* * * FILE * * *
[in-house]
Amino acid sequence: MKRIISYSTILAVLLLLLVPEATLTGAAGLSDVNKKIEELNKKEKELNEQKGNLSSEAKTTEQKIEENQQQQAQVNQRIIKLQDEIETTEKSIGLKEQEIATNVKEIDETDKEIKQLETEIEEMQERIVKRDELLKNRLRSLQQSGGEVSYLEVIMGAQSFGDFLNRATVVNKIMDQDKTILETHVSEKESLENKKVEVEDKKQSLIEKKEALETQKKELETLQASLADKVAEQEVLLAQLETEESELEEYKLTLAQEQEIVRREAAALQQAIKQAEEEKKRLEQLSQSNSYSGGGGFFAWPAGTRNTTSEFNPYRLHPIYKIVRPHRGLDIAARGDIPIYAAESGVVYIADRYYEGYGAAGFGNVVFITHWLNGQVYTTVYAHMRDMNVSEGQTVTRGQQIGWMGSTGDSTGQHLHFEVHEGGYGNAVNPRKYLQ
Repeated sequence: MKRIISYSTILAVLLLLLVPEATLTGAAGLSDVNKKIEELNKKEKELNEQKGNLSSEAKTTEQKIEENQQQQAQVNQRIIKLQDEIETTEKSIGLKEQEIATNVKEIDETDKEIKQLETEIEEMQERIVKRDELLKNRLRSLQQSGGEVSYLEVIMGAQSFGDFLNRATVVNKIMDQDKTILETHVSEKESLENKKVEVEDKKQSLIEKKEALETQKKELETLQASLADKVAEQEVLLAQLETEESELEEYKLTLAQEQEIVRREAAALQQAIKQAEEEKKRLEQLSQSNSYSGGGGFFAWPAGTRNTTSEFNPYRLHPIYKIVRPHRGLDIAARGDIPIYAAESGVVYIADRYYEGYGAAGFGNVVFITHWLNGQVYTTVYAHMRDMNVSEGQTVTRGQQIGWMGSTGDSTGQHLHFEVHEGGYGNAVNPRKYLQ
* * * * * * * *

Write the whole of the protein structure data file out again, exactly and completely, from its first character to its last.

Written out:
[in-house]
Amino acid sequence: MKRIISYSTILAVLLLLLVPEATLTGAAGLSDVNKKIEELNKKEKELNEQKGNLSSEAKTTEQKIEENQQQQAQVNQRIIKLQDEIETTEKSIGLKEQEIATNVKEIDETDKEIKQLETEIEEMQERIVKRDELLKNRLRSLQQSGGEVSYLEVIMGAQSFGDFLNRATVVNKIMDQDKTILETHVSEKESLENKKVEVEDKKQSLIEKKEALETQKKELETLQASLADKVAEQEVLLAQLETEESELEEYKLTLAQEQEIVRREAAALQQAIKQAEEEKKRLEQLSQSNSYSGGGGFFAWPAGTRNTTSEFNPYRLHPIYKIVRPHRGLDIAARGDIPIYAAESGVVYIADRYYEGYGAAGFGNVVFITHWLNGQVYTTVYAHMRDMNVSEGQTVTRGQQIGWMGSTGDSTGQHLHFEVHEGGYGNAVNPRKYLQ
Repeated sequence: MKRIISYSTILAVLLLLLVPEATLTGAAGLSDVNKKIEELNKKEKELNEQKGNLSSEAKTTEQKIEENQQQQAQVNQRIIKLQDEIETTEKSIGLKEQEIATNVKEIDETDKEIKQLETEIEEMQERIVKRDELLKNRLRSLQQSGGEVSYLEVIMGAQSFGDFLNRATVVNKIMDQDKTILETHVSEKESLENKKVEVEDKKQSLIEKKEALETQKKELETLQASLADKVAEQEVLLAQLETEESELEEYKLTLAQEQEIVRREAAALQQAIKQAEEEKKRLEQLSQSNSYSGGGGFFAWPAGTRNTTSEFNPYRLHPIYKIVRPHRGLDIAARGDIPIYAAESGVVYIADRYYEGYGAAGFGNVVFITHWLNGQVYTTVYAHMRDMNVSEGQTVTRGQQIGWMGSTGDSTGQHLHFEVHEGGYGNAVNPRKYLQ